In 1999, Nate Parker was accused of raping a woman. In 2012, his alleged victim, who testified that she had tried to kill herself twice after the assault, took her own life. In 2019, the Venice Film Festival gave a standing ovation and an award to Parker’s movie glamorizing a terrorist attack on a police station.
The Venice Film Festival has always been a sewer where Eurotrash effluent and Hollywood slime back up into Venice’s disgusting canals. Last year’s Venice Film Festival had seen a “Weinstein is Innocent” t-shirt. Polanski, a Venice Film Festival regular wasn’t there, because he feared being extradited to the United States over his rape of a 13-year-old girl. And this time, Weinstein, who had spearheaded a campaign to get Polanski off the hook when he was nearly extradited from Zurich, can no longer count on the support of Woody Allen, Martin Scorsese, Julian Schnabel, and Darren Aronofsky.
Well, maybe Woody Allen.
There were no “Polanski is Innocent” t-shirts on display when the infamous director skyped in to avoid the long arm of the American law. But, Venice went one better by giving him the Grand Jury Prize.
Like Parker, Polanski also got a standing ovation.
“The history of art is full of artists who committed crimes but we have continued to admire their works of art and the same is true of Polanski," Alberto Barbera, the festival's director insisted.
Barbera compared Polanski to Caravaggio. An important point in Caravaggio’s defense is that he died in 1610. It’s one thing to admire the work of an artist who died four hundred years ago, and another to continue promoting the work of a living predator whose alleged targets had included models and actresses whom he had gained access to because of his role in the film industry.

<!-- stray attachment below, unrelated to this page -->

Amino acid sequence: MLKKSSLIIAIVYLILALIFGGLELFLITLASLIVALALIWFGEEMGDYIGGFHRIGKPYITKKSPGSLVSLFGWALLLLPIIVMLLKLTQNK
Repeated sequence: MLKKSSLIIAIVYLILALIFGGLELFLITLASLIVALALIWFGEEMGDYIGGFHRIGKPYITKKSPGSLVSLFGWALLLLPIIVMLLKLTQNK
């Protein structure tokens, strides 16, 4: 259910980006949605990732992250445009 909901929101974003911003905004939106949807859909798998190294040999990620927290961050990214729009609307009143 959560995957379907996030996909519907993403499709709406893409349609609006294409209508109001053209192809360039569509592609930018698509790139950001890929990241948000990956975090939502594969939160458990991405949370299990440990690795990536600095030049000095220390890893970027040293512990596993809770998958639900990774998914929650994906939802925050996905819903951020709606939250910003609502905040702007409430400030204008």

But at Venice, the mythology of European cinema with its parties and payouts is all that matters.
Last year, Moritz de Hadeln, the festival's former director, had defended Harvey Weinstein by arguing that, "no one has done as much for European cinema."
If the Venetian house of European cinema is built on Harvey Weinstein, maybe it deserves to sink.
But what of Nate Parker, whose latest black nationalist screed, American Skin, was widely panned by even leftist critics? American Skin depicts a black father whose son has been shot by police, storming a police station and putting the officers on trial at gunpoint. Critics had few problems with glamorizing Black Lives Matter violence against police officers, despite the murder of five police officers in Dallas by Micah X. Johnson, a black nationalist, and Gavin Long’s murder of three police officers in Baton Rouge.
Instead, they took issue with Parker’s acting, the technical execution and its general terribleness.
But at Venice, American Skin’s depiction of a black nationalist assault on a police station, got a standing ovation from Polanski and Weinstein’s fan club. Parker was praised by Spike Lee, the movie’s producer, who had helped him break out with a role in Red Hook Summer the year his accuser committed suicide.
And American Skin won the Filming Italy Award for Best Film despite not actually being filmed in Italy.
But geography, like consent and the age of the girls you assault, is often a technicality in Venice where the canals run with sewage and the film festivals with slime who give sewage a run for its money.
What little there is of American Skin’s "Italian" heritage comes from Tarak Ben Ammar, the Tunisian Muslim who controls Italian film distributor Eagle Pictures.
Tarak Ben Ammar was there alongside Parker and Spike Lee when the latter insisted that, “we’ve got to move forward.” That’s something that the dead woman whom Parker allegedly raped is unable to do.